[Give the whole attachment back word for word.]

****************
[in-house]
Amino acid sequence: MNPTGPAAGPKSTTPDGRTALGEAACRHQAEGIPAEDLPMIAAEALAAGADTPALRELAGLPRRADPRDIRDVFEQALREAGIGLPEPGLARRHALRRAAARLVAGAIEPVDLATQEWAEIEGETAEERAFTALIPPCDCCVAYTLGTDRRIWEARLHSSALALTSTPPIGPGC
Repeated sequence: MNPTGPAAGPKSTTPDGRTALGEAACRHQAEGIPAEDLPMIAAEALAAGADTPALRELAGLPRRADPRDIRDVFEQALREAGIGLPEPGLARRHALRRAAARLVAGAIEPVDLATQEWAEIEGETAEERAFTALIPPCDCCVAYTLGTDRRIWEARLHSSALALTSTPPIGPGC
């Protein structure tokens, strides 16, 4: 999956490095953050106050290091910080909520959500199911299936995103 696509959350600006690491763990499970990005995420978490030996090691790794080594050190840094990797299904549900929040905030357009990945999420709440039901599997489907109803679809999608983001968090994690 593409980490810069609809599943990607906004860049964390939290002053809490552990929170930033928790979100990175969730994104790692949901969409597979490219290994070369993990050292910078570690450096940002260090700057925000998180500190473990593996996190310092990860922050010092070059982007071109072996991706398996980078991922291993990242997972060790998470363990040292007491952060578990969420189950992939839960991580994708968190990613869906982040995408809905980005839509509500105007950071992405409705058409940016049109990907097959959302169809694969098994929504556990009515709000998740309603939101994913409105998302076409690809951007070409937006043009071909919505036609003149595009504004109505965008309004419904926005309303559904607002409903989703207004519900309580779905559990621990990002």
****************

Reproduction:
[in-house]
Amino acid sequence: MNPTGPAAGPKSTTPDGRTALGEAACRHQAEGIPAEDLPMIAAEALAAGADTPALRELAGLPRRADPRDIRDVFEQALREAGIGLPEPGLARRHALRRAAARLVAGAIEPVDLATQEWAEIEGETAEERAFTALIPPCDCCVAYTLGTDRRIWEARLHSSALALTSTPPIGPGC
Repeated sequence: MNPTGPAAGPKSTTPDGRTALGEAACRHQAEGIPAEDLPMIAAEALAAGADTPALRELAGLPRRADPRDIRDVFEQALREAGIGLPEPGLARRHALRRAAARLVAGAIEPVDLATQEWAEIEGETAEERAFTALIPPCDCCVAYTLGTDRRIWEARLHSSALALTSTPPIGPGC
């Protein structure tokens, strides 16, 4: 999956490095953050106050290091910080909520959500199911299936995103 696509959350600006690491763990499970990005995420978490030996090691790794080594050190840094990797299904549900929040905030357009990945999420709440039901599997489907109803679809999608983001968090994690 593409980490810069609809599943990607906004860049964390939290002053809490552990929170930033928790979100990175969730994104790692949901969409597979490219290994070369993990050292910078570690450096940002260090700057925000998180500190473990593996996190310092990860922050010092070059982007071109072996991706398996980078991922291993990242997972060790998470363990040292007491952060578990969420189950992939839960991580994708968190990613869906982040995408809905980005839509509500105007950071992405409705058409940016049109990907097959959302169809694969098994929504556990009515709000998740309603939101994913409105998302076409690809951007070409937006043009071909919505036609003149595009504004109505965008309004419904926005309303559904607002409903989703207004519900309580779905559990621990990002």